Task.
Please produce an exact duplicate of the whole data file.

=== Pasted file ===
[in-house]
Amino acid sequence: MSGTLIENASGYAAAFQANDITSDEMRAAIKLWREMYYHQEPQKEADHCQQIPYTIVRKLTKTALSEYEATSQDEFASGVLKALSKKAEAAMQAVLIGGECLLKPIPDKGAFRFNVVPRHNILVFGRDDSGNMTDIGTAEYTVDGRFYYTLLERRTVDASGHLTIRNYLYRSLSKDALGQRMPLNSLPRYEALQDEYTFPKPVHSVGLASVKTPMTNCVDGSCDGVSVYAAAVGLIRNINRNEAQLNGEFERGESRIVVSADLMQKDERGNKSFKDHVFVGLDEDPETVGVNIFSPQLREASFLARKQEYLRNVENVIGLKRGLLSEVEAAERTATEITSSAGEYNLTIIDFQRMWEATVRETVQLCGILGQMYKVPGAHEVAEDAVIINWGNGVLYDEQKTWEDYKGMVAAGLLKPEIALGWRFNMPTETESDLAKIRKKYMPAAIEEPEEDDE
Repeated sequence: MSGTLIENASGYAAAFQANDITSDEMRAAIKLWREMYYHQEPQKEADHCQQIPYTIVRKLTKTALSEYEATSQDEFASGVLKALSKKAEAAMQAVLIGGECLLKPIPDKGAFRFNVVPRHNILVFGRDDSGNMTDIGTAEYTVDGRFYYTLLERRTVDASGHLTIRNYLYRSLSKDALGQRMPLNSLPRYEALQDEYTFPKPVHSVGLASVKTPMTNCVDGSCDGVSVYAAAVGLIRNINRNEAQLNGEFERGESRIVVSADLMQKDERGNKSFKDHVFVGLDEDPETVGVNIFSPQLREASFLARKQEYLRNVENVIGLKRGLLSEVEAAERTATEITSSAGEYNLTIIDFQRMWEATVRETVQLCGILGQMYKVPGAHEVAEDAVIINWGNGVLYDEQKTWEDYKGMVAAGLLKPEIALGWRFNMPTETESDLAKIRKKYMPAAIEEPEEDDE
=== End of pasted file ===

[in-house]
Amino acid sequence: MSGTLIENASGYAAAFQANDITSDEMRAAIKLWREMYYHQEPQKEADHCQQIPYTIVRKLTKTALSEYEATSQDEFASGVLKALSKKAEAAMQAVLIGGECLLKPIPDKGAFRFNVVPRHNILVFGRDDSGNMTDIGTAEYTVDGRFYYTLLERRTVDASGHLTIRNYLYRSLSKDALGQRMPLNSLPRYEALQDEYTFPKPVHSVGLASVKTPMTNCVDGSCDGVSVYAAAVGLIRNINRNEAQLNGEFERGESRIVVSADLMQKDERGNKSFKDHVFVGLDEDPETVGVNIFSPQLREASFLARKQEYLRNVENVIGLKRGLLSEVEAAERTATEITSSAGEYNLTIIDFQRMWEATVRETVQLCGILGQMYKVPGAHEVAEDAVIINWGNGVLYDEQKTWEDYKGMVAAGLLKPEIALGWRFNMPTETESDLAKIRKKYMPAAIEEPEEDDE
Repeated sequence: MSGTLIENASGYAAAFQANDITSDEMRAAIKLWREMYYHQEPQKEADHCQQIPYTIVRKLTKTALSEYEATSQDEFASGVLKALSKKAEAAMQAVLIGGECLLKPIPDKGAFRFNVVPRHNILVFGRDDSGNMTDIGTAEYTVDGRFYYTLLERRTVDASGHLTIRNYLYRSLSKDALGQRMPLNSLPRYEALQDEYTFPKPVHSVGLASVKTPMTNCVDGSCDGVSVYAAAVGLIRNINRNEAQLNGEFERGESRIVVSADLMQKDERGNKSFKDHVFVGLDEDPETVGVNIFSPQLREASFLARKQEYLRNVENVIGLKRGLLSEVEAAERTATEITSSAGEYNLTIIDFQRMWEATVRETVQLCGILGQMYKVPGAHEVAEDAVIINWGNGVLYDEQKTWEDYKGMVAAGLLKPEIALGWRFNMPTETESDLAKIRKKYMPAAIEEPEEDDE